Week 2: Form & Function – Pocket Books

In my stocking this year I got a copy of The Pocket Pema Chodron, which is approximately 3 x 4 inches in size. Published by Shambhala, it is part of their Pocket Classics series and contains “108 short selections from the best-selling books of Pema Chodron, the beloved Buddhist nun.” The compact size of the book is its distinguishing feature, and affects the book’s meaning principally by limiting its content.

As spiritual readings can tend to be quite dense, and consequently inaccessible, the layout of the book is geared towards providing quick snapshots of Pema’s teachings to facilitate consumption. In thinking about the book as an object, we can see how readers would use this differently than they might use, say, a coffee table book or a hardcover volume in a comfy reading chair. While these larger books are used in a more stationary setting and when the reader has a good chunk of time, pocket books are much more portable and can be read during the in-between moments of their day.

In Darnton’s article, he poses three questions for book historians:

  • How do books come into being?
  • How do they reach readers?
  • What do readers make of them? (Darnton 2007, p. 495)

He also briefly touches on the history of distribution and sales (Darnton 2007, p. 499), which got me thinking about how this book came into being. While I believe that this book format has the potential to be useful to readers, I wonder to what extent it is a marketing tool for publishers to make a quick buck. Just as manufacturers change their packaging to sell more units, the new condensed format of the pocket book may be a mere gimmick to appeal to readers who are too busy to sit down and read a full format book. By simplifying content and reducing volume, how much meaning is lost? In an age where Buzzfeed and other click-bait articles which barely skim the surface are becoming more and more standard, what values are being fostered? Is it worth sacrificing depth of meaning for breadth of use? Perhaps… Perhaps not.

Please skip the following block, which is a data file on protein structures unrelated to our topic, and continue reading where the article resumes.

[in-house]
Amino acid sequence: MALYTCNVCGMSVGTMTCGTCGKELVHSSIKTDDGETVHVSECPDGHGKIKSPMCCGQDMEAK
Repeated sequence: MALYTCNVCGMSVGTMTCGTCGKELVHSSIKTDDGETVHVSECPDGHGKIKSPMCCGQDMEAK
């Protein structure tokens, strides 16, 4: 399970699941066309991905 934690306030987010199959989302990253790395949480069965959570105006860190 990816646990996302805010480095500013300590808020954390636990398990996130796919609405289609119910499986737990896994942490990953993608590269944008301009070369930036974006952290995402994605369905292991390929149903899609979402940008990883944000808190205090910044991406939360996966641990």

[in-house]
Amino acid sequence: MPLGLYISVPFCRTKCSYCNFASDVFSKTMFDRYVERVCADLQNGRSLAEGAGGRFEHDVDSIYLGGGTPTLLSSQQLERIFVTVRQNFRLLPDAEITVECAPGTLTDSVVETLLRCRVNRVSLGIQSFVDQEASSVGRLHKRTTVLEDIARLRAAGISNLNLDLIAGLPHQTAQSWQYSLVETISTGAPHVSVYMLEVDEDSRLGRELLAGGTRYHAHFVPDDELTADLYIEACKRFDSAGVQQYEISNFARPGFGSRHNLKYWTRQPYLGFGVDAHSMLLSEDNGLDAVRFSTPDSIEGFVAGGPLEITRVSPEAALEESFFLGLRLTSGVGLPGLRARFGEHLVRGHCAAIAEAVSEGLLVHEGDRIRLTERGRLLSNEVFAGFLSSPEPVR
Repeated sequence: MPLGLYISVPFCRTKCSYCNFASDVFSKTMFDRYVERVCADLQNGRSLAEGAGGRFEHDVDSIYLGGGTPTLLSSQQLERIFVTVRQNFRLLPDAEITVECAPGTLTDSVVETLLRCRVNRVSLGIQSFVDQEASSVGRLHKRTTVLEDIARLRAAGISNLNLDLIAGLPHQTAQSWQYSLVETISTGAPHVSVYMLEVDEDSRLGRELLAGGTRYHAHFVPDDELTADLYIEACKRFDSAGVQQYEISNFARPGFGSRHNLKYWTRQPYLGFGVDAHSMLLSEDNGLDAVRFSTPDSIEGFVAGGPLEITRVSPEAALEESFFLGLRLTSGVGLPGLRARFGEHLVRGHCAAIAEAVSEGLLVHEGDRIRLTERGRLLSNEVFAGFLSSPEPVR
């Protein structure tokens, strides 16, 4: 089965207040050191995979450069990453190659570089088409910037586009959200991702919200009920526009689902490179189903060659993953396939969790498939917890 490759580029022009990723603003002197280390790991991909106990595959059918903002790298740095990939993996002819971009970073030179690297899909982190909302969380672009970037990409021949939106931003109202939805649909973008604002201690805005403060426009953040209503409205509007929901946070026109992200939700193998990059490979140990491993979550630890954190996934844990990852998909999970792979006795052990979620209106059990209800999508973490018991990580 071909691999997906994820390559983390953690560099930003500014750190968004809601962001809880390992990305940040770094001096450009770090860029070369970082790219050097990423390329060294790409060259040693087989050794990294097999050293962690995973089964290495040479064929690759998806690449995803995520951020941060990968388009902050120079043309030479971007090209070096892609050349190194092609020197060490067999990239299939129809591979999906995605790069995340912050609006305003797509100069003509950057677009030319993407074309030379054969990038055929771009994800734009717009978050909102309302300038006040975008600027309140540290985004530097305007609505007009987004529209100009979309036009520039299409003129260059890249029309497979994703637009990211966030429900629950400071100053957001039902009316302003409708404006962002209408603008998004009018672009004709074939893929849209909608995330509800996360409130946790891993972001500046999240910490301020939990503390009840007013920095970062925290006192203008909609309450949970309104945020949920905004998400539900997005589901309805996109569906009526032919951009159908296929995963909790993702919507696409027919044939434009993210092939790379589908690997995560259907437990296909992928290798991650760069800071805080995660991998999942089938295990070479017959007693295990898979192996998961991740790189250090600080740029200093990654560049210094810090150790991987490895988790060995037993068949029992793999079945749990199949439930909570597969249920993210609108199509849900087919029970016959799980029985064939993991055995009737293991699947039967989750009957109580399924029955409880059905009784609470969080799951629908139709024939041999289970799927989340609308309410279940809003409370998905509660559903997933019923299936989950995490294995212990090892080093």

Chodron, Pema. The Pocket Pema Chodron, Edited by Eden Steinberg. Boston: Shambhala Publications, Inc., 2008.

Darnton, Robert. “”What is the History of Books?” Revisited.” Modern Intellectual History 4, no. 3 (2007): 495-508.

Griffin & Sabine

Griffin & SabineI recently came across Griffin & Sabine: An Extraordinary Correspondence by Nick Bantock. The book is the first part of an epistolary trilogy, which was later followed by a second trilogy, Morning Star. All of the books follow the correspondence of two artists, Griffin and Sabine, as they discover their peculiar connection. The books are filled with Bantock’s art, both on the postcards and the envelopes.



The series is impressive in the artwork and storytelling, but the interactive form is largely what allows for the art and story to come together. The two images below show a letter from Sabine to Griffin and a letter from Griffin to Sabine, respectively. Bantock uses the style of the paper and the implied production of the text (handwriting versus typewriting) to not only differentiate between the characters, but to show the differences in their characters. Sabine is a whimsical stamp artist living on the Simcon Islands, a fictional group of islands in the South Pacific. Griffin is a jaded graphic artists stuck in his uninspired London studio. There is a larger issue of the representation of the “exotic East” in this series but that might be for another time.